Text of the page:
SRPK1 expression was estimated by IHC on paraffin-embedded tissue sections using a SRPK1-specific monoclonal antibody. In normal testicular parenchyma, we observed high SRPK1 expression () as anticipated [11
]. Positive nuclear and cytoplasmic staining of SRPK1 was found in spermatogonia, spermatocytes, and spermatids (), whereas no staining was observed in mature spermatozoa, Sertoli cells, or blood vasculature. In carcinoma in situ
(the precursor of testicular GCTs), we also found SRPK1 (). Strong SRPK1 staining was found in the majority of randomly selected and standard chemotherapy-sensitive NS (). In contrast, in most tumors from patients with treatment-refractory disease and patients with advanced disease responding to high-dose chemotherapy only, SRPK1 expression was considerably lower or even absent. A large number of the treatment-refractory DOD cases were negative or stained only weakly for SRPK1 (, and ). We did not see obvious differences in staining between embryonal carcinoma, yolk sac tumor, teratoma, and choriocarcinoma components.
Figure 1 Representative examples of immunohistochemical staining for SRPK1. (A) Normal spermatogenesis (left) and carcinoma in situ (right). (a) Spermatogonium; (b) spermatocyte; (c) spermatid; (d) Sertoli cell; and (e) carcinoma in situ cell. (B) Chemotherapy-sensitive (more ...)
Regardless of their histological subclassification, for several samples examined, a more or less heterogeneous SRPK1 staining was noticed among the tumor cells. Therefore, a total of five randomly chosen microscopic tumor fields per IHC slide was scored in order to get a representative estimate of SRPK1 expression. The semiquantitative score of (-) to (+++) was assigned the value 1, 2, 3, 4, or 5, respectively, and the cumulative scores of five different tumor fields were calculated. Although most randomly selected and standard chemotherapy-sensitive GCTs showed overall scores > 15 corresponding to strong or very strong SRPK1 staining, the majority of treatment-refractory and high-dose-responsive GCTs displayed scores ≤ 15 for negative, weak, or intermediate staining (). The median cumulative IHC scores for the randomly selected, standard chemotherapy-responsive, refractory, and high-dose-responsive NS were 20.5 (range 10–25), 19 (11–25), 7.5 (5–20), and 15 (5–18), respectively (). SRPK1 expression in the randomly selected versus refractory and high-dose-responsive groups was significantly different at P < .0001 and P < .0001 (two-sided Wilcoxon rank sum test), respectively. The relative expression in the standard chemotherapy-responsive versus the refractory and high-dose-responsive group was significantly different at P < .0001 and P < .001 (two-sided Wilcoxon rank sum test), respectively. We conclude that high SRPK1 expression might be an important prognostic indicator for the responsiveness of nonseminomatous GCTs toward platinum-containing chemotherapy, whereas its absence or low expression might predict resistance.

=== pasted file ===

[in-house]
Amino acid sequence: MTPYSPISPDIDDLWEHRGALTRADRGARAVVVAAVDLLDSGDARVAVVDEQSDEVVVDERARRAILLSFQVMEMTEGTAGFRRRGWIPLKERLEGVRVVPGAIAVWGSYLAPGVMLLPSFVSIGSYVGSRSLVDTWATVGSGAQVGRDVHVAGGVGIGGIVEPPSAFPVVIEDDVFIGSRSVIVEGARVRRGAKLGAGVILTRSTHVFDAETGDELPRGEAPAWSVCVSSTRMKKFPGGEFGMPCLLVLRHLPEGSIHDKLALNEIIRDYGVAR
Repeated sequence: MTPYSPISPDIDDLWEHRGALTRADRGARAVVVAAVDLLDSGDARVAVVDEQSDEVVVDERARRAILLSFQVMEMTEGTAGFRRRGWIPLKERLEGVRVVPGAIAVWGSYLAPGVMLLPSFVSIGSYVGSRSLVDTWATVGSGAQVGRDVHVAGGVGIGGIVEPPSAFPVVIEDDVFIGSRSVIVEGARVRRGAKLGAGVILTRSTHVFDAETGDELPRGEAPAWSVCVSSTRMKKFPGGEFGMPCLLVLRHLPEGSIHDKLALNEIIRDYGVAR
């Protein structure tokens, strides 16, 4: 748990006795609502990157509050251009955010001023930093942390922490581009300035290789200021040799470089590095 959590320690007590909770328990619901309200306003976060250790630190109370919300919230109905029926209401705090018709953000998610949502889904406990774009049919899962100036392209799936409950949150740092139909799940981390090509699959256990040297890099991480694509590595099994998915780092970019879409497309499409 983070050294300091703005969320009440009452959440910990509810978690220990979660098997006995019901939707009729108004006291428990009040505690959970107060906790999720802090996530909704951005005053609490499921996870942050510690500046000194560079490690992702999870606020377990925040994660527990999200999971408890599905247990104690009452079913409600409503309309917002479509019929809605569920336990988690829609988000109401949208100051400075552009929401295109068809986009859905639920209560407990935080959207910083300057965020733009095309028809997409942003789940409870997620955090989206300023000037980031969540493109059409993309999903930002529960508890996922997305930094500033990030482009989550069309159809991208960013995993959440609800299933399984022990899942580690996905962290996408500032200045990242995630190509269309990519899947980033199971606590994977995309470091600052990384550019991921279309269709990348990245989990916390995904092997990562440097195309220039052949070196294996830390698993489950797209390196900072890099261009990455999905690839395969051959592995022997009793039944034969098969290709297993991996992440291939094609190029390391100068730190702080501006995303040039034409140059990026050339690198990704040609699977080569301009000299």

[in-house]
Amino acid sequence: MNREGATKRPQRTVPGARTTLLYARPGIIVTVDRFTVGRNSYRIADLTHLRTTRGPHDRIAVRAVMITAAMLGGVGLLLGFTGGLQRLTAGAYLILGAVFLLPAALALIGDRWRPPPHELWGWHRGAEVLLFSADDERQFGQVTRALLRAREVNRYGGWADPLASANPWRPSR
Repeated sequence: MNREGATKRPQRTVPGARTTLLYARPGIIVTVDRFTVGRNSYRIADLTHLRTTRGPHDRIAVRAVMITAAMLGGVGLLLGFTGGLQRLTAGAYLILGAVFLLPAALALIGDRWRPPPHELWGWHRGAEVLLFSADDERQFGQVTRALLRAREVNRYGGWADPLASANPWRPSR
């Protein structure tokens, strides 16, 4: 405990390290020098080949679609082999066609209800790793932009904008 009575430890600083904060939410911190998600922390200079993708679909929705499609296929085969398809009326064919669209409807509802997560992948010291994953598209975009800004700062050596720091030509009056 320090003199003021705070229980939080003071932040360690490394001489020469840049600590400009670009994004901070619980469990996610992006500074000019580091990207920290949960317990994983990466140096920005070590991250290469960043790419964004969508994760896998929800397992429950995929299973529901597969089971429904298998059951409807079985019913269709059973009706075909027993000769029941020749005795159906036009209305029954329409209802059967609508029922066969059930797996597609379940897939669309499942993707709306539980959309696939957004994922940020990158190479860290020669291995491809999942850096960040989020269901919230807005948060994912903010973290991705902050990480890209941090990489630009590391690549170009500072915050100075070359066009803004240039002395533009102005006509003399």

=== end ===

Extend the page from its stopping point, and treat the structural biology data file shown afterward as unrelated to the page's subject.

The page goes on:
Figure 2 Relative SRPK1 expression was compared between randomly selected germ cell tumors, chemorefractory germ cell tumors (DOD), poorprognosis high-dose-responsive, and standard chemotherapy-responsive germ cell tumors. (A) Pie chart showing the percentages (more ...)